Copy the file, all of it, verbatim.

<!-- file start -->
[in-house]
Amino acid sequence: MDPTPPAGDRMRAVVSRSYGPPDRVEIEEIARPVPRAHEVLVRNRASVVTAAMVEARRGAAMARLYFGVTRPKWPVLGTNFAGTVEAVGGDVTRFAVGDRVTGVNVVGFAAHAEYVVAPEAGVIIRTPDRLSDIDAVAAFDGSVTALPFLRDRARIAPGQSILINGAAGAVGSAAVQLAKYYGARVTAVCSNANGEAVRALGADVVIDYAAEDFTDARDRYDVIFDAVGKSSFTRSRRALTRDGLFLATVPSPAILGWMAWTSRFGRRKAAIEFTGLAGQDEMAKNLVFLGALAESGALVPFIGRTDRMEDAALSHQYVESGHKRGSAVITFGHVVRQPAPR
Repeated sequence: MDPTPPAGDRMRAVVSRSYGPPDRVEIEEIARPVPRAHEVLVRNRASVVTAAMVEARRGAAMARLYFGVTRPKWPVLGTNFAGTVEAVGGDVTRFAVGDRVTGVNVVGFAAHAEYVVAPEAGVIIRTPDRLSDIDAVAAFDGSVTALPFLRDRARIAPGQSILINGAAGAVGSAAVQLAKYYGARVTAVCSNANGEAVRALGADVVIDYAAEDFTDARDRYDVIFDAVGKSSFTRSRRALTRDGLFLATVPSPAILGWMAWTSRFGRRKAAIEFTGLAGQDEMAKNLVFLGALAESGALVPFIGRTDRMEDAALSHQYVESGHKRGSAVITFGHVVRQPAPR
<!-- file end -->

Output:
[in-house]
Amino acid sequence: MDPTPPAGDRMRAVVSRSYGPPDRVEIEEIARPVPRAHEVLVRNRASVVTAAMVEARRGAAMARLYFGVTRPKWPVLGTNFAGTVEAVGGDVTRFAVGDRVTGVNVVGFAAHAEYVVAPEAGVIIRTPDRLSDIDAVAAFDGSVTALPFLRDRARIAPGQSILINGAAGAVGSAAVQLAKYYGARVTAVCSNANGEAVRALGADVVIDYAAEDFTDARDRYDVIFDAVGKSSFTRSRRALTRDGLFLATVPSPAILGWMAWTSRFGRRKAAIEFTGLAGQDEMAKNLVFLGALAESGALVPFIGRTDRMEDAALSHQYVESGHKRGSAVITFGHVVRQPAPR
Repeated sequence: MDPTPPAGDRMRAVVSRSYGPPDRVEIEEIARPVPRAHEVLVRNRASVVTAAMVEARRGAAMARLYFGVTRPKWPVLGTNFAGTVEAVGGDVTRFAVGDRVTGVNVVGFAAHAEYVVAPEAGVIIRTPDRLSDIDAVAAFDGSVTALPFLRDRARIAPGQSILINGAAGAVGSAAVQLAKYYGARVTAVCSNANGEAVRALGADVVIDYAAEDFTDARDRYDVIFDAVGKSSFTRSRRALTRDGLFLATVPSPAILGWMAWTSRFGRRKAAIEFTGLAGQDEMAKNLVFLGALAESGALVPFIGRTDRMEDAALSHQYVESGHKRGSAVITFGHVVRQPAPR